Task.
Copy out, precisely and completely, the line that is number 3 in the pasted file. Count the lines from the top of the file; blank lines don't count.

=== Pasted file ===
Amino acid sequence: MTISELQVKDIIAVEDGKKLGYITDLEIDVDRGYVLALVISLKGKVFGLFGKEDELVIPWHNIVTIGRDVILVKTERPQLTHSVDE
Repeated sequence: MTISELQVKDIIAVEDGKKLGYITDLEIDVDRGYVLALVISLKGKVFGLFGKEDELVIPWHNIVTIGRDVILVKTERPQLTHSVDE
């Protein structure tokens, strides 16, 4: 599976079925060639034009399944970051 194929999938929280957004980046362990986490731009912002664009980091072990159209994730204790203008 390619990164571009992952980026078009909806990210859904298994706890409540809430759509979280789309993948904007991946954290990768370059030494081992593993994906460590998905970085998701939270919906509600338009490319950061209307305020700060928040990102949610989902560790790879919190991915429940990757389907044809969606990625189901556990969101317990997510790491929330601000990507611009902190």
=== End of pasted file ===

């Protein structure tokens, strides 16, 4: 599976079925060639034009399944970051 194929999938929280957004980046362990986490731009912002664009980091072990159209994730204790203008 390619990164571009992952980026078009909806990210859904298994706890409540809430759509979280789309993948904007991946954290990768370059030494081992593993994906460590998905970085998701939270919906509600338009490319950061209307305020700060928040990102949610989902560790790879919190991915429940990757389907044809969606990625189901556990969101317990997510790491929330601000990507611009902190």